From his front seat in the gallery, secured by going early and waiting until the doors opened, as there was a great rush of boys on opening night, he watched the performance of the exciting drama with the deepest interest, and when the accident occurred was leaning far over the railing. Near the close of the last act there was a trial of skill between Buffalo Bill and other scouts in the troupe at shooting glass balls sprung from a trap. The rifles used in shooting at the glass balls were loaded with bullets, but the charge of powder was supposed to be so small as not to give the bullets any penetrating power, except at such a short distance as the width of the stage.
For some reason, Buffalo Bill was not fortunate in his aim on the opening night. Owing to want of practice, short-range, or the way in which the rifles were loaded, he did not strike the balls as often as was expected, and the circumstance seemed to disturb him. During the shooting, he missed six balls in succession, and misses appeared to be the rule and hits the exception. The contest was then stopped, and Buffalo Bill, mounting his pony, waved adieu to the gathered Indians and scouts and rode up an ascent representing a mountain, taking his victorious leave, as it were, accompanied by the plaudits of the encampment. As he rode up the mountain he fired two shots from the rifle with which he had been shooting at the glass balls. The two shots were fired upward. One of them did no damage, the bullet probably going into flies above the scenery, but the second one struck the boy in the gallery, entering near the shoulder and passing backward, doing through the lung and lodging somewhere in the back. The ball is so far inward that the doctors have no hope of finding it. Whenever the wound is exposed, the air from the lungs can be seen passing through it. The boy is kept under the influence of opiates, and during yesterday weakened very much.
When Cody's show moved on from Baltimore to Wilmington, North Carolina, on October 5th, Buffalo Bill wrote the boy a letter to ask about his condition.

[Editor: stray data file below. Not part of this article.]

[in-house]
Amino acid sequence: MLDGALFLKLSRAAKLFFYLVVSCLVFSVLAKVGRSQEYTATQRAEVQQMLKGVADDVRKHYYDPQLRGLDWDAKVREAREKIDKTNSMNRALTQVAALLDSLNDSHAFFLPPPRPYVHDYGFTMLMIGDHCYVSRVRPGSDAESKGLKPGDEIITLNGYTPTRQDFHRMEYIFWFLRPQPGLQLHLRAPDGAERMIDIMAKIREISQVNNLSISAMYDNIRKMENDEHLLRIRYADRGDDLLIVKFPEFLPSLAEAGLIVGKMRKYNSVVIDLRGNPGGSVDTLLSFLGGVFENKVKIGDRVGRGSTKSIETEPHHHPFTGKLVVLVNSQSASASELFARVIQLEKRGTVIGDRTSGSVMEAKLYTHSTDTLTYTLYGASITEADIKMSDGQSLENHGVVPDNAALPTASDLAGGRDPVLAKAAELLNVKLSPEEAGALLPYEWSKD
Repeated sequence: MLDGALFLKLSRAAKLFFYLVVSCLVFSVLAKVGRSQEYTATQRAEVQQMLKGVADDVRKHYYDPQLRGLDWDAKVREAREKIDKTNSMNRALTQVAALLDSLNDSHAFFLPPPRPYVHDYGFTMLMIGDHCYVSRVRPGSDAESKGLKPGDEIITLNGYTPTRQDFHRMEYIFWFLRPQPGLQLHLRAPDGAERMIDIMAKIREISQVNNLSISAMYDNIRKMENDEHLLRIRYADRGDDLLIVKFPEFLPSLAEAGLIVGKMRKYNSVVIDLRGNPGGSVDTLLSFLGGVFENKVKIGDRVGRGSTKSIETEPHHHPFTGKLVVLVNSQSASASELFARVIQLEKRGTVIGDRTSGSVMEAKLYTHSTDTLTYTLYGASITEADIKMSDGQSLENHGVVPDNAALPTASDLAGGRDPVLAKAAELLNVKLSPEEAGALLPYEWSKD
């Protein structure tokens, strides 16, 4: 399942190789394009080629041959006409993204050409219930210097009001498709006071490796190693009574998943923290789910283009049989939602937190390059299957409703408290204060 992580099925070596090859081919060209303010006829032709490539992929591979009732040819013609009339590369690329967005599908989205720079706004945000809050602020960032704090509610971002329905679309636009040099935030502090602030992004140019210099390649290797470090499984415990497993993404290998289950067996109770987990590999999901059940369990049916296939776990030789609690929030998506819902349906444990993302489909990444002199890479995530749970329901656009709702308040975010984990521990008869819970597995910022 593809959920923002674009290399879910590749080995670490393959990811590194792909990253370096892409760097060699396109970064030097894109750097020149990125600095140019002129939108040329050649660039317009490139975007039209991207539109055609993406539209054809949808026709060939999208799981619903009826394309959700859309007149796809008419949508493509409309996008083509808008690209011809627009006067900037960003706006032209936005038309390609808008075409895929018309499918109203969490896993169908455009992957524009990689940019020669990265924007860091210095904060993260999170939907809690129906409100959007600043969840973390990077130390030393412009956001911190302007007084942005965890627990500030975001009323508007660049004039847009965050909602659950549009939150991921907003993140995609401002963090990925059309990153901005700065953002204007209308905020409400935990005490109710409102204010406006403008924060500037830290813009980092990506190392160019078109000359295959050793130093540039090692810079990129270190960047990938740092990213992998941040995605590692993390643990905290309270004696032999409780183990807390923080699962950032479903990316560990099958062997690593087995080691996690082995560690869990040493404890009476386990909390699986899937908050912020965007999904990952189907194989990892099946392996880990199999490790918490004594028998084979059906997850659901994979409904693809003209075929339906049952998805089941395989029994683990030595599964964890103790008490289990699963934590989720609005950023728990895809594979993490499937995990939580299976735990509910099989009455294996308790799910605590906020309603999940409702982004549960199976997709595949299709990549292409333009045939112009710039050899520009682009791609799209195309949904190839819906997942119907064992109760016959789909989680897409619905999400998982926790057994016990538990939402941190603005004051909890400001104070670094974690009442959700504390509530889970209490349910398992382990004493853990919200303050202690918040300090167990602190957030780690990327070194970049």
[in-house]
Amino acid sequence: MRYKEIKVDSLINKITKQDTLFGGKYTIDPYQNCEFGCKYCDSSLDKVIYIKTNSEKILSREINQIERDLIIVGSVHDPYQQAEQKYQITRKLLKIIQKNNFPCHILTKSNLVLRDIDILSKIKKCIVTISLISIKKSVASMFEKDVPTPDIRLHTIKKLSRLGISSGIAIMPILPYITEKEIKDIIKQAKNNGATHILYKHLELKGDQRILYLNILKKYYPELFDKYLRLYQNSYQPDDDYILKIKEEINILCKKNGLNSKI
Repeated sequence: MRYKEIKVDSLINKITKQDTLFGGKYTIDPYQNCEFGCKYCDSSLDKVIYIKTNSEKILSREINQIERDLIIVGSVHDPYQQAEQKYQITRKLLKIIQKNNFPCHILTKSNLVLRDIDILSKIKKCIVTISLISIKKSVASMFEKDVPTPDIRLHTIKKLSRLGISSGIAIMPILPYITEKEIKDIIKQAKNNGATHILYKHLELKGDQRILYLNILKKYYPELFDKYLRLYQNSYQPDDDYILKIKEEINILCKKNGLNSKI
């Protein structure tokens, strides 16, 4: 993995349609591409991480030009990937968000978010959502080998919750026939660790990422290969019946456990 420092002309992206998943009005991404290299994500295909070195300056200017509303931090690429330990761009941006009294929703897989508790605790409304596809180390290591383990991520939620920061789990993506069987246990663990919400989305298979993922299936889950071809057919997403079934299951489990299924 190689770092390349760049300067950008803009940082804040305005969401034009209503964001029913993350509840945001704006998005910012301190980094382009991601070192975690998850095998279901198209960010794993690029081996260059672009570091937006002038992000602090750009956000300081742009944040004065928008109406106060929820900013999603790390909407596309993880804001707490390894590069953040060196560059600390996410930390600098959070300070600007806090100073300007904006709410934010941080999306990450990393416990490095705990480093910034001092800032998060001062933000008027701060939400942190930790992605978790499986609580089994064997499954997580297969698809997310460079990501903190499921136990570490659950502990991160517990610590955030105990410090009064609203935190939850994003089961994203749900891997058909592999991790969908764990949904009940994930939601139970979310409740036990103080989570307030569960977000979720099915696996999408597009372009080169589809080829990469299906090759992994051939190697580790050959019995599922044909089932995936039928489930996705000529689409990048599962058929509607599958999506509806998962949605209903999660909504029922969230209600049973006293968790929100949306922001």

My Dear Boy Michael,
I know you are anxious to hear from me. I would have wrote you before, but have been so undecided to know what I am going to do myself. The yellow fever is so bad I may yet come back to Baltimore and if I do then I wall arrange to send you away. If not, I will write you in a few days what to do.
I hope you are all O.K. Write me to Charleston, S.C. on receipt of this. Give my kind regards to your father, mother, and the family.
And believe me your friend,
On October 13th, Buffalo Bill wrote a follow-up letter from Savannah, Georgia.
My Dear Boy,
I will be in Baltimore on the morning of Oct. 19th, next Saturday morning. I arrive by boat from Norfolk, Virginia. Meet me when the boat arrives. You can find out where the boat lands and what time it will be early in the morning. I will not remain in Baltimore over an hour, and want to see you. I hope you are getting along nicely. Kind regards to your family.
Yours in health,
During their brief hour on the dock in Baltimore, Buffalo Bill invited Michael to join him at his North Platte ranch the next month. Gardner, now firmly on the mend, happily accepted. Michael spent the next several months at Eagle's Nest, the Cody home, where he and Buffalo Bill's daughter Arta became fast friends. Michael remained over the holiday season and The Codys and Gardners exchanged letters, with Arta telling Mary (Michael's sister) that "Michael is getting very fat out here. He teaches me German and I am getting to be German too! How did you spend a Merry Christmas and a Happy New Year? I had a very pleasant one indeed!"
Michael remained with the Cody family for nearly a year before returning to Baltimore to see friends and family. When the Buffalo Bill troupe returned the following year, Buffalo Bill made a point of stopping by to visit Michael and his parents. Michael then joined Buffalo Bill's show for a few seasons, now a part of the very spectacle that had caused such a grievous injury a few years earlier. Eighteen years after the bullet fired by Buffalo Bill lodged itself near his spine, Michael Gardner stopped in his local doctor's office where an x-ray revealed he still carried it. Michael lived until 1930, when he passed away at the age of 67.